Adjusting to Graduate Classes through USC’s Progressive Degree Program

rob Viterbi Class 0 Comments

Hey all,

One of the things I am most excited- and apprehensive- about this semester are my graduate level classes that I am taking through the Progressive Degree Program (PDP).  Even though I’m just starting senior year, the way my schedule has worked out I am actually done with my undergraduate computer science classes, so I’m taking advantage of the opportunity to explore graduate-level concepts in my Software Architectures (CSCI 578) and Security Systems (CSCI 530) classes.

In case you haven’t heard about Progressive Degree, it’s basically a way for USC students to apply to get into the Master’s program here at USC early- there is an application, but you can take graduate classes while simultaneously finishing your undergraduate degree so that you typically are done in five years.  I decided to do it because I’m heavily considering going into the cyber security industry, for which I am building my resume by taking security-specific graduate courses.

These courses are a lot different from undergraduate courses, though.  And I’m not going to lie- I was a little nervous going into them and still am.  These are the first courses since my first semester that I’ve not known other students from the get-go, which is kind of a bummer.  There is a lot of textbook reading (not usually a hallmark of computer science classes, but other engineering disciplines may differ), and SO much information to absorb.  Every topic in each of these classes is really a brief overview of an entire area of interest to researchers- an example of this is the 10 minutes we spent going over RSA ciphers the other day.  Though it took us a short time to cover a few key points, many security researchers, experts, and hackers are continuously trying to either prove or disprove the math behind that method of encryption.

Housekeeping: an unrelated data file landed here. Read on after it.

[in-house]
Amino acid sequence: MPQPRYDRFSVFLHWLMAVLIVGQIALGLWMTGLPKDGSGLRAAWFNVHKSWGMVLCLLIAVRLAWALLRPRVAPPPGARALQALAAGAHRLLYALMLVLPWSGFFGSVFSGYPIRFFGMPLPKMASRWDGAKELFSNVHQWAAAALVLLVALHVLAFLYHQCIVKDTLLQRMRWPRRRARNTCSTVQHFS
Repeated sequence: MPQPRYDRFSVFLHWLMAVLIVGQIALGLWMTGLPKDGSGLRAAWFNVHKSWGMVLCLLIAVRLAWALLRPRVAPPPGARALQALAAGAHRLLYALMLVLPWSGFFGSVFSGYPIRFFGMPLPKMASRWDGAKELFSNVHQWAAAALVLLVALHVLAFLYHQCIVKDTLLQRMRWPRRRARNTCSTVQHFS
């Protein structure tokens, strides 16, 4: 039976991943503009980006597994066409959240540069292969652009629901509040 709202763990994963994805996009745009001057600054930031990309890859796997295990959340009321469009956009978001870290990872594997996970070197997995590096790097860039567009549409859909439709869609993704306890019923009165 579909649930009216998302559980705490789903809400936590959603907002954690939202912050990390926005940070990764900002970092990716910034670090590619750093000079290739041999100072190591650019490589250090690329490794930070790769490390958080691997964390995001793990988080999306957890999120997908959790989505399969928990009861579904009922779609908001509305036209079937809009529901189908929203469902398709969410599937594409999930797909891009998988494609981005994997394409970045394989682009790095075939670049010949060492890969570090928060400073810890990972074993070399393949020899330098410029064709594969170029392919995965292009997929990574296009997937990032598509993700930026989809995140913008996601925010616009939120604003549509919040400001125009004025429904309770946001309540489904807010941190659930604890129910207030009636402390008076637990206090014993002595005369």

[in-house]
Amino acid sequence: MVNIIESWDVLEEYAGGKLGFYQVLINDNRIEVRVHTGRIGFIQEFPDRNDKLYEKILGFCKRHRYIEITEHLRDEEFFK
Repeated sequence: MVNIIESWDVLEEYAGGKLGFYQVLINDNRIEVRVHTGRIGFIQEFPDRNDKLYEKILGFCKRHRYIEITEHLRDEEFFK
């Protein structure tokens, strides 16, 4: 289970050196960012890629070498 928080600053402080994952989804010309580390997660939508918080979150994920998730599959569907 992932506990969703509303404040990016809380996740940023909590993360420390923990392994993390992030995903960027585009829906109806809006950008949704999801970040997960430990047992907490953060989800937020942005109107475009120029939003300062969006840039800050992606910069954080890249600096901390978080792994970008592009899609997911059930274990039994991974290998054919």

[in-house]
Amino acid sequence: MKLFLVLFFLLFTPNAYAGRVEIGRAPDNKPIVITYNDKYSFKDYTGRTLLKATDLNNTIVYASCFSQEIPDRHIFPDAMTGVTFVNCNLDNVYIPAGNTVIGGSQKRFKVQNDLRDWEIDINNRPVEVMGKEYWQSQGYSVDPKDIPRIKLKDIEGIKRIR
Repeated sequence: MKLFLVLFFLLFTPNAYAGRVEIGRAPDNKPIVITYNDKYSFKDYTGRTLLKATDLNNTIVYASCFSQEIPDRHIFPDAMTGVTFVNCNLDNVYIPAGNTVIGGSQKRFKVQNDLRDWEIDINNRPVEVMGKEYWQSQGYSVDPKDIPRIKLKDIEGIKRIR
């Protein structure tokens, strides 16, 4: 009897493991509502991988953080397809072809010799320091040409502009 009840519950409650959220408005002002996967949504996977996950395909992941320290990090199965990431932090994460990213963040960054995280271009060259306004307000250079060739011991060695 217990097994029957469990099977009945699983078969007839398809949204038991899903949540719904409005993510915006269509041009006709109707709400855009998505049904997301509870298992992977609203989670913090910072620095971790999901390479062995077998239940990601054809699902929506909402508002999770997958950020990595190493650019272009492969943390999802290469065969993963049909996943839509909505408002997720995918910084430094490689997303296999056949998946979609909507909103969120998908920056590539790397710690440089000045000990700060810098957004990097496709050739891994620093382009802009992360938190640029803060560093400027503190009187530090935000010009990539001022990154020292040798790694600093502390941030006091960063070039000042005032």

However intimidating these classes may seem at first, I’m really enjoying them for their in-depth, challenging nature.  The Software Architectures class develops the ability to create a large software system in a way that is cost-effective, dynamic, and ultimately profitable– one of those skills that is not common in industry.  And the Security Systems class, perhaps to emphasize that the knowledge we learn is ultimately practical and not all theoretical, has a very well-developed, hands on lab section every week where we  get our hands dirty encrypting data and securing systems.   The advanced nature of the material, while the core of why it is difficult, is what makes it exciting.  I can only imagine how much I’ll know after the semester is over.

All in all, graduate level classes seem like an entirely different beast from undergraduate courses.  I’m excited for the challenge, and luckily, I’ve got plenty of resources to help me.  The professors are very personable, available by email, and hold office hours every week.  The classes are run through USC’s Distance Education Network (DEN), which means the lectures are recorded and I can re-watch them for things I missed during lecture.  I’m definitely excited for the challenges ahead, and hopefully I’ll come out a way better computer scientist than before!

P.S.: This is one of the fun gems I come up with as a result of grad classes:

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